Re-Evaluating Avery Bradley as a Draft Pick: Was He the Biggest Steal?

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Re-Evaluating Avery Bradley as a Draft Pick: Was He the Biggest Steal?
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Throughout all of last season, while Avery Bradley bounced from the D-League to the end of the bench, Danny Ainge was criticized for yet another poor draft choice. However, with the way Bradley has played lately, he just might have been the biggest steal of the entire 2010 draft.

Bradley was drafted by the Celtics for his defense, so it shouldn't come as a surprise that he has turned out to be the best defender from the 2010 draft class. What did come as a surprise though was how good he really was on defense, because not only is he the best defender in his draft class, but, at least at his position, he is also the best defender in the league.

It would be a travesty if he didn't make First Team All-Defense, and if he had started all season long, he would have had a legitimate shot at Defensive Player of the Year honors. And this is just his second season as a pro, when it is all said and done, he could go down as one of the best defending guards ever.

With just that in mind, his selection at 19th overall seems like a bit of a steal. However, lately he has proven that he is more than just a defensive pest. In 13 games in April, he has scored double digits in all but three games, and during that time he has been perhaps the most efficient scorer in the league and certainly in his draft class.

During this month he has averaged 15.7 points per game on 54.8 percent shooting from the field and an unheard of 65.4 percent shooting from behind the arc (to put that in perspective, the highest three-point percentage for a season is 52.4 percent by Steve Kerr).

Was Avery Bradley the biggest steal of the 2010 Draft?

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Comparatively speaking, of the 18 players picked before Bradley, only DeMarcus Cousins (who takes four more shots per game), Gordon Hayward (who is less efficient than Bradley from three-point range) and Kevin Seraphin (who takes two more shots per game) have all been as effective as Bradley offensively in the month of April. And keep in mind that none of them have had nearly the same defensive impact.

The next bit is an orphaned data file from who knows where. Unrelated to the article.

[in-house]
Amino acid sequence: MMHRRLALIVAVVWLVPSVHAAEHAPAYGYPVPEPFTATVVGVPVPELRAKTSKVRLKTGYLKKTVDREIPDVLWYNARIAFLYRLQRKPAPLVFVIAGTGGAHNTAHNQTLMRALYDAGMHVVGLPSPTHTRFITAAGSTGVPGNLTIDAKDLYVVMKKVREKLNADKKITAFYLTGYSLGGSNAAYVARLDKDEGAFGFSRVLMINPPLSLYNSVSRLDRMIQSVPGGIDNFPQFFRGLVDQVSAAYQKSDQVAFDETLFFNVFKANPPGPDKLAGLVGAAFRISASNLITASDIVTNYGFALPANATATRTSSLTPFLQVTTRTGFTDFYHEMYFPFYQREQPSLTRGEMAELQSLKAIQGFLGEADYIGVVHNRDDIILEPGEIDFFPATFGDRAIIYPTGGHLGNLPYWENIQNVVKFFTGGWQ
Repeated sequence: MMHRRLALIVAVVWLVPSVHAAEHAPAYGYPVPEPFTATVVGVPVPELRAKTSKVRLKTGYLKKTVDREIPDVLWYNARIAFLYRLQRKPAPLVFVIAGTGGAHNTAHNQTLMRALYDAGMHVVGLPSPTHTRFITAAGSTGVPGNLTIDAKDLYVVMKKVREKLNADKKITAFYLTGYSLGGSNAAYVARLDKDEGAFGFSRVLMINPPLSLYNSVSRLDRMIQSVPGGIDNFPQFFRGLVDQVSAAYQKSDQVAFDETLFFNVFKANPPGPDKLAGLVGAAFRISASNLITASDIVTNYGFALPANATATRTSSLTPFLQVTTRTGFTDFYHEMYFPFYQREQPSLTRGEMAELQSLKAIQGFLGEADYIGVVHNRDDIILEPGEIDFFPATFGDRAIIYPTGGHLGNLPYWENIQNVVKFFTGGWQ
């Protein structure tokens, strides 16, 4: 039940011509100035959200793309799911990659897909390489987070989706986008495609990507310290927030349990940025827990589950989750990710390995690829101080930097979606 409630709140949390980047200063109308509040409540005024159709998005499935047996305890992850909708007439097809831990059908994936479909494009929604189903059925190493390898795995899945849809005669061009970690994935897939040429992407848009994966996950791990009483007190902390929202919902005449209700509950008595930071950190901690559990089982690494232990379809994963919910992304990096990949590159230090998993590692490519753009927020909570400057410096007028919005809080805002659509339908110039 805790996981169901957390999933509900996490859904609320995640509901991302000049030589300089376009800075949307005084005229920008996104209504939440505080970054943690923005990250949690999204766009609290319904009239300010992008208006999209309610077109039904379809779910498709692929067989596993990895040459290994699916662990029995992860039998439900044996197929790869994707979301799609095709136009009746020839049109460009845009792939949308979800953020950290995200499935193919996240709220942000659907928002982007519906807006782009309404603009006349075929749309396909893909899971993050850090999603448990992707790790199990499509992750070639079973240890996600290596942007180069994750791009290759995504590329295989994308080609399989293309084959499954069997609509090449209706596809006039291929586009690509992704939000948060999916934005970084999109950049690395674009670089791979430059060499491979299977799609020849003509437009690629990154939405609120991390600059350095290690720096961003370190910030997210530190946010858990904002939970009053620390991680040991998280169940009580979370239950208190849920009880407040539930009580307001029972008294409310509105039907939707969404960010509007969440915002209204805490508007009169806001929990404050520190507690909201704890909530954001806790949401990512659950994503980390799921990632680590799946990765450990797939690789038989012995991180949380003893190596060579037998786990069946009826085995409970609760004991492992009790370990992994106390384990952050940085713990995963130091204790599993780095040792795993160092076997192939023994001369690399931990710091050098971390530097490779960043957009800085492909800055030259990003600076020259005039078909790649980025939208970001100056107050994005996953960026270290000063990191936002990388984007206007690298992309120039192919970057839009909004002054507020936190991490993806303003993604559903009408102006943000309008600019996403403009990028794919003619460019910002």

Of those players picked after Bradley, the only one that can stand up to Bradley is Jordan Crawford, who was selected eight slots after AB. But what sets Bradley apart from Crawford and all others who are his scoring equals, as well as his defensive ones, is his ability to score as the fifth option.

Every other player that has scored more than Bradley is a primary offensive option for their team. Bradley on the other hand has been able to make an equal offensive impact even though the ball is in his hands the least, along with the fact that very few plays are called for him.

Last night for the first time, we got a glimpse at Bradley as the primary offensive option, and he looked as good as anyone scoring a career-high 28 points on 12-of-22 shooting. It seems that he could be a first option on a lesser team and score 20 points a game. And someday soon, he may be the first or second scoring option for the Celtics—and when that day comes, he will probably be an All-Star (no one from his draft class has been an All-Star yet).

To review, from the 2010 draft class, Bradley is by far the best defender (on his way to First Team All-Defense honors, something no one else from the draft class has even been considered for) and as of late, the most efficient scorer as well.

So it is safe to say that Danny Ainge did not mess up this draft pick, and in fact, he probably had the most effective pick of the entire draft. Hopefully, we will be having this same conversation about JaJuan Johnson (who is in the same position as Bradley was a year ago) next season.

And if that is the case, then Ainge will have earned his reputation back.

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